I write dark fiction.
That is my answer to anyone who asks me for a general classification of my writing. But things never end there: readers want to know specific genres and what audience my stories are intended for. The easiest—and most accurate—thing to say would be that most of my fiction is not meant for children. Psychologically matured teenagers? Yes. Mature young adults? Sure. Forever young old souls? You bet your experienced behind.
A reader, who had yet to explore AlmaMia Cienfuegos and Other Stories, wanted to know why the short collection wasn’t “labeled Young Adult or Children Literature. Isn’t the main character younger than 12 y/o?”
If you’ve read AlmaMia’s stories, you already know that the depths and darkness of the tales’ motifs are not meant for too young or too impressionable minds. The person who made the inquiry is reading the stories now, so I’m waiting for his, oh-I-see-what-you-meant, email.
Thorn in Red is a bit different… Okay, a lot different. Even I had some issues placing Mattalina and Bran’s story in a specific category. She is about to turn seventeen and he is eighteen. They are very close to their parents. The families work as a team and depend on each other. This could place the first novella in the series under the Young Adult sub-genre, or even Coming of Age. But I see Matt and Bran as too grown-up for their young ages. Also, the plot forces them into some very adult situations. Take this passage, from chapter twelve, as an example:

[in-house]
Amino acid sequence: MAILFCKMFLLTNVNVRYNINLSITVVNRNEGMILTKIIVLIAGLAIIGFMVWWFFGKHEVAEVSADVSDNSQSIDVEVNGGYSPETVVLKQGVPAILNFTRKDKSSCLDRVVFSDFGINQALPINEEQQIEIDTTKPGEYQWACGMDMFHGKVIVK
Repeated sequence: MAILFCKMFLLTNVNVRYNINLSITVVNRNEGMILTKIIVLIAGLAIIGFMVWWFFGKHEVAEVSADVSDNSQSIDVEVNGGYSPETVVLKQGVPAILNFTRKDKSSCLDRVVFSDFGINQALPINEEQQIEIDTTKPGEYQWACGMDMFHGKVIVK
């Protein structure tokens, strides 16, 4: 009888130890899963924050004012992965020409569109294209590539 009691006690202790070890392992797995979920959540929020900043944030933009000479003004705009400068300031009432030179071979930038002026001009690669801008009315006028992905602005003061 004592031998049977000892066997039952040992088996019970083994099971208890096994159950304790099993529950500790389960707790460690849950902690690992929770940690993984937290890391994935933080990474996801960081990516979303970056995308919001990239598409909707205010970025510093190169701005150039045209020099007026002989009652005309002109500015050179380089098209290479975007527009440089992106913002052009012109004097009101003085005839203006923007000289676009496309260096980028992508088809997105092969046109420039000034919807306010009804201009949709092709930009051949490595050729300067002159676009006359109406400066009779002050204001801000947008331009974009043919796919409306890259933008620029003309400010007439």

“I readjusted my position on top of Bran, until I found an angle that set my line of sight directly in front of the full moon that was taking shape over one side of the gateway. Sighing, I said, ‘Is it always like this?’
Bran stopped rubbing my back. The rest of his body tensed. ‘Sorry, Matt. I’m not exactly used to being naked in the woods, and with you like this.’ He swallowed. ‘I swear I’m not a pervert, but my body really likes you. I like you. A lot.’
His words didn’t make sense to my ears. Not right away. I was too enthralled by the way the leaves continued on their steady path towards crimson. Then I felt Bran’s meaning pressed firmly against one of my legs. I went very still. My face was on fire. My heartbeat so fast, hard and loud that I was sure Bran could feel its thump, thump, thump hammering against the muscles of his abdomen.” ~ Magaly Guerrero
Scenes like the one above convinced me to think of Thorn in Red as Coming of Age and New Adult (NA) fiction. A writer friend told me, “Your mains [characters] haven’t even left mom and dad yet, they are not in college, they aren’t looking for jobs. It’s Young Adult Fantasy with a little romance in it.”
I’ve been thinking about this for a while. My friend makes a lot of sense, but I don’t agree with his conclusions. Bran is no longer in high school, and Matt will soon be in the same situation. They are reaching that point in life where teenagers begin to see that they are members of a family—with responsibilities!—not just children being raised and taken care of by adults.
What would you call Thorn in Red, my Wicked Luvs? Young Adult, Coming of Age, New Adult, something else… why?